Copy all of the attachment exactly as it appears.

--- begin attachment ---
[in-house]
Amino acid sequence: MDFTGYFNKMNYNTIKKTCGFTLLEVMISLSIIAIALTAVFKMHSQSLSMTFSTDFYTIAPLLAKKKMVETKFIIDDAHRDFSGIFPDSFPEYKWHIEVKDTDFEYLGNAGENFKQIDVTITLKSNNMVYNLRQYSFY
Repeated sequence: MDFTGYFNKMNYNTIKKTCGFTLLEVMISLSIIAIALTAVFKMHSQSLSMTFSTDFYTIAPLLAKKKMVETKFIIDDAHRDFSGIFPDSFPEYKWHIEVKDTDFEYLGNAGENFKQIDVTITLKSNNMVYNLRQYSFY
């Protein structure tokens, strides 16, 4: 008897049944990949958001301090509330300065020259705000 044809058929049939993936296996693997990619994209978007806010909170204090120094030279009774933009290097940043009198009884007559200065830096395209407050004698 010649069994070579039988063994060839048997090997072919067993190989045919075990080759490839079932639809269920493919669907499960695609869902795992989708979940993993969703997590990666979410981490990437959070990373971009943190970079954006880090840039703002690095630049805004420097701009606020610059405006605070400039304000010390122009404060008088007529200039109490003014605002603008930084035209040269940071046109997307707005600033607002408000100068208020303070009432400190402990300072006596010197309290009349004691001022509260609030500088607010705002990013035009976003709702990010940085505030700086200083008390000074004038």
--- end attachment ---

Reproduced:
[in-house]
Amino acid sequence: MDFTGYFNKMNYNTIKKTCGFTLLEVMISLSIIAIALTAVFKMHSQSLSMTFSTDFYTIAPLLAKKKMVETKFIIDDAHRDFSGIFPDSFPEYKWHIEVKDTDFEYLGNAGENFKQIDVTITLKSNNMVYNLRQYSFY
Repeated sequence: MDFTGYFNKMNYNTIKKTCGFTLLEVMISLSIIAIALTAVFKMHSQSLSMTFSTDFYTIAPLLAKKKMVETKFIIDDAHRDFSGIFPDSFPEYKWHIEVKDTDFEYLGNAGENFKQIDVTITLKSNNMVYNLRQYSFY
């Protein structure tokens, strides 16, 4: 008897049944990949958001301090509330300065020259705000 044809058929049939993936296996693997990619994209978007806010909170204090120094030279009774933009290097940043009198009884007559200065830096395209407050004698 010649069994070579039988063994060839048997090997072919067993190989045919075990080759490839079932639809269920493919669907499960695609869902795992989708979940993993969703997590990666979410981490990437959070990373971009943190970079954006880090840039703002690095630049805004420097701009606020610059405006605070400039304000010390122009404060008088007529200039109490003014605002603008930084035209040269940071046109997307707005600033607002408000100068208020303070009432400190402990300072006596010197309290009349004691001022509260609030500088607010705002990013035009976003709702990010940085505030700086200083008390000074004038």